Chinese netizens are calling for strict punishment and more measures to
be taken to protect ancient buildings after a video showing people sell
parts of ancient houses built during the Ming Dynasty (1368-1644) and
Qing Dynasty (1644-1911) went viral on Chinese social media on Sunday.
to the video released by Kankan News, due to expensive restoration
costs, many locals in Huangshan City, East China's Anhui Province, who
lived in Ming and Qing houses have sold their homes to land agents in
order to move into better residences.
However, the land agents
have been selling parts of these purchased homes to rich collectors and
businessmen who use the parts as decorations for their hotels, scenic
spots or private clubs.
Since many of the old buildings in
Huangshan were built using a mortise and tenon technique instead of
being nailed together, they can be disassembled and assembled
repeatedly, which makes it it possible to move entire houses to other
provinces or even other countries.
"They are like furniture that
can be delivered to anywhere in the world," said one local businessman
in the video, adding that an old house with good wooden material can
sell more than 5 million yuan ($771, 510).
However, according to
the Protection of Ancient Houses in Anhui Province regulation, civil
buildings with historical value built before 1911 cannot be disposed of
privately, and owners and residents of those ancient dwellings must
abide by relevant national laws and regulations.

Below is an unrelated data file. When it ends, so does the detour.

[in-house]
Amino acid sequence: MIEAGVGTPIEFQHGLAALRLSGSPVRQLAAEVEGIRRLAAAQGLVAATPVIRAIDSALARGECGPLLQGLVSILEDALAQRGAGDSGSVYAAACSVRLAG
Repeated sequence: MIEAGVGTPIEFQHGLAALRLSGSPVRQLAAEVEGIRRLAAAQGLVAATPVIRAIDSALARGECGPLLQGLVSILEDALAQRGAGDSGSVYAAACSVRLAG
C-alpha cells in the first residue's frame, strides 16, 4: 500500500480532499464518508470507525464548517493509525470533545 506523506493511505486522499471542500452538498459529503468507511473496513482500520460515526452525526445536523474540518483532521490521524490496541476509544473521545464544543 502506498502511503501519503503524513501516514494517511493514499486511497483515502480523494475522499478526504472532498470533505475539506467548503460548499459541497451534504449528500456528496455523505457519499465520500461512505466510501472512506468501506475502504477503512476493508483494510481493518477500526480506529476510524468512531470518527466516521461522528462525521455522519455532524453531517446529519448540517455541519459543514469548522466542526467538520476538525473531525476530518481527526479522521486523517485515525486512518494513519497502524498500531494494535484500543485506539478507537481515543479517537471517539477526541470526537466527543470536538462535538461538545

The existence of
this dark industry chain has angered many Chinese netizens, with many
criticizing the local government "for having done nothing."
couldn't believe it when I read the news! Those buildings are all
cultural treasures, but how can there be such an industrial chain? It
would be a big crime if they were sold overseas," one Chinese netizen
commented on Sina Weibo.
"Selling old dwellings is illegal," Shen Binti, a lawyer based in Beijing, told the Global Times on Sunday.
According to Shen, increasing punitive measures might be an effective way to prevent such acts.
has been paying attention to protecting the traditional culture in
recent years. Cultural promotion and education for local residents about
the law are also very important," said Shen.
The video shows a
warehouse with piles of wood and wooden structures. The owner is heard
saying that if they are not disassembled, they may be recognized as
Tong Xingsheng, an expert in ancient building
restoration based in Beijing, told the Global Times that China's long
history means it has countless ancient buildings, which require more
professional heritage experts in each province and region to help take
care of them. He emphasized that it is important that cultural relic
identification rules be established as soon as possible.
He added that Beijing is a global tourist spot mainly due to its ancient historical buildings and traditional culture.
demolition and relocation of ancient buildings obscures history, which
is a big issue related to cultural identity and cultural security."